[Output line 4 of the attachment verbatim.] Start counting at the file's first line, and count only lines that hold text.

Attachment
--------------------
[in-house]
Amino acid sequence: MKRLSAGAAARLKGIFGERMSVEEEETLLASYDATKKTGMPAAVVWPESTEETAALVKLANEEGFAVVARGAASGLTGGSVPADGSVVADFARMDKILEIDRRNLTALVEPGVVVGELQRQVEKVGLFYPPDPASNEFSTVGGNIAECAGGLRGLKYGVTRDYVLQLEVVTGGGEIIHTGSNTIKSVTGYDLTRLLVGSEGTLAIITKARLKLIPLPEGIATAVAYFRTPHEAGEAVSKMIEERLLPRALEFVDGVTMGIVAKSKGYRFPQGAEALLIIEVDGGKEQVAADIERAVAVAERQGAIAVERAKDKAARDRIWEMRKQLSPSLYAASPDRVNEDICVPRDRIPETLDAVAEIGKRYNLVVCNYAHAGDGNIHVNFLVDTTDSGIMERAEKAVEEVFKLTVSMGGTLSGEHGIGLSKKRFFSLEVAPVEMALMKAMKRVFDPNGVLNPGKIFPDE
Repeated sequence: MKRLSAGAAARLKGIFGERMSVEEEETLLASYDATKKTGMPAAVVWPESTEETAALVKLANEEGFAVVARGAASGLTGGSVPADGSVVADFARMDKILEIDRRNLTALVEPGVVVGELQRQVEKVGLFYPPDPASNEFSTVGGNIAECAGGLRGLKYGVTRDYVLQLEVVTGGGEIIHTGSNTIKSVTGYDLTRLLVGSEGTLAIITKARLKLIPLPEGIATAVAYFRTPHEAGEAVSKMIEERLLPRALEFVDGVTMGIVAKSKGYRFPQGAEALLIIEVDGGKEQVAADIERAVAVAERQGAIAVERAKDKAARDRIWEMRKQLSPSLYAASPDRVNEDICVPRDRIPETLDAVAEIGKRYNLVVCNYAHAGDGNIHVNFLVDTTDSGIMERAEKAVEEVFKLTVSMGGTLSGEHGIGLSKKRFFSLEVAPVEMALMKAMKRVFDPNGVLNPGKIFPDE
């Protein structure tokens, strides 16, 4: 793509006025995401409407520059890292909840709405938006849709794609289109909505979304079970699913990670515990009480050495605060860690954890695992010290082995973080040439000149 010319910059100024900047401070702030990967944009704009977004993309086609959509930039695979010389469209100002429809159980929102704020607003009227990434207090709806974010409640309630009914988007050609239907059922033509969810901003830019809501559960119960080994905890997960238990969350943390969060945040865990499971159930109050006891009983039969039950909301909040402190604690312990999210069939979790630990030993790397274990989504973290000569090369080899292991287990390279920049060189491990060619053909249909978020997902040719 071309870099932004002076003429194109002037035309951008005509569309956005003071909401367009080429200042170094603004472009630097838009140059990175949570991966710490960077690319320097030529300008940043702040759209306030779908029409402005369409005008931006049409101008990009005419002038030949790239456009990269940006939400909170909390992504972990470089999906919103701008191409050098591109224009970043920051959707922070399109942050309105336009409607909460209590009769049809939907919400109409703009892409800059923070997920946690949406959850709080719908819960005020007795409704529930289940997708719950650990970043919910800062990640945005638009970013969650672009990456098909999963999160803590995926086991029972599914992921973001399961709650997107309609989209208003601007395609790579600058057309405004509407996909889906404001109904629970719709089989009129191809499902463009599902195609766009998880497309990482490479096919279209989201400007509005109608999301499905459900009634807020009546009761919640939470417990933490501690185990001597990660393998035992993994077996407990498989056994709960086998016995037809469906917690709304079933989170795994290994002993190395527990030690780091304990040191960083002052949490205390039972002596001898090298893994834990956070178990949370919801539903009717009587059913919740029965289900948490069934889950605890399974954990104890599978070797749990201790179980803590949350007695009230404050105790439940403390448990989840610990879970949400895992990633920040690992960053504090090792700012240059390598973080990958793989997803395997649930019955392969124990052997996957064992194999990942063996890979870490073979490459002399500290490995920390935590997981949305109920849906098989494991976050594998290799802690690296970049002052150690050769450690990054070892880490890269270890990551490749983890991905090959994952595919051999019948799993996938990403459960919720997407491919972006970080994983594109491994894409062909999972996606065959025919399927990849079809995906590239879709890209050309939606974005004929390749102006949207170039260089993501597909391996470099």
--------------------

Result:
């Protein structure tokens, strides 16, 4: 793509006025995401409407520059890292909840709405938006849709794609289109909505979304079970699913990670515990009480050495605060860690954890695992010290082995973080040439000149 010319910059100024900047401070702030990967944009704009977004993309086609959509930039695979010389469209100002429809159980929102704020607003009227990434207090709806974010409640309630009914988007050609239907059922033509969810901003830019809501559960119960080994905890997960238990969350943390969060945040865990499971159930109050006891009983039969039950909301909040402190604690312990999210069939979790630990030993790397274990989504973290000569090369080899292991287990390279920049060189491990060619053909249909978020997902040719 071309870099932004002076003429194109002037035309951008005509569309956005003071909401367009080429200042170094603004472009630097838009140059990175949570991966710490960077690319320097030529300008940043702040759209306030779908029409402005369409005008931006049409101008990009005419002038030949790239456009990269940006939400909170909390992504972990470089999906919103701008191409050098591109224009970043920051959707922070399109942050309105336009409607909460209590009769049809939907919400109409703009892409800059923070997920946690949406959850709080719908819960005020007795409704529930289940997708719950650990970043919910800062990640945005638009970013969650672009990456098909999963999160803590995926086991029972599914992921973001399961709650997107309609989209208003601007395609790579600058057309405004509407996909889906404001109904629970719709089989009129191809499902463009599902195609766009998880497309990482490479096919279209989201400007509005109608999301499905459900009634807020009546009761919640939470417990933490501690185990001597990660393998035992993994077996407990498989056994709960086998016995037809469906917690709304079933989170795994290994002993190395527990030690780091304990040191960083002052949490205390039972002596001898090298893994834990956070178990949370919801539903009717009587059913919740029965289900948490069934889950605890399974954990104890599978070797749990201790179980803590949350007695009230404050105790439940403390448990989840610990879970949400895992990633920040690992960053504090090792700012240059390598973080990958793989997803395997649930019955392969124990052997996957064992194999990942063996890979870490073979490459002399500290490995920390935590997981949305109920849906098989494991976050594998290799802690690296970049002052150690050769450690990054070892880490890269270890990551490749983890991905090959994952595919051999019948799993996938990403459960919720997407491919972006970080994983594109491994894409062909999972996606065959025919399927990849079809995906590239879709890209050309939606974005004929390749102006949207170039260089993501597909391996470099």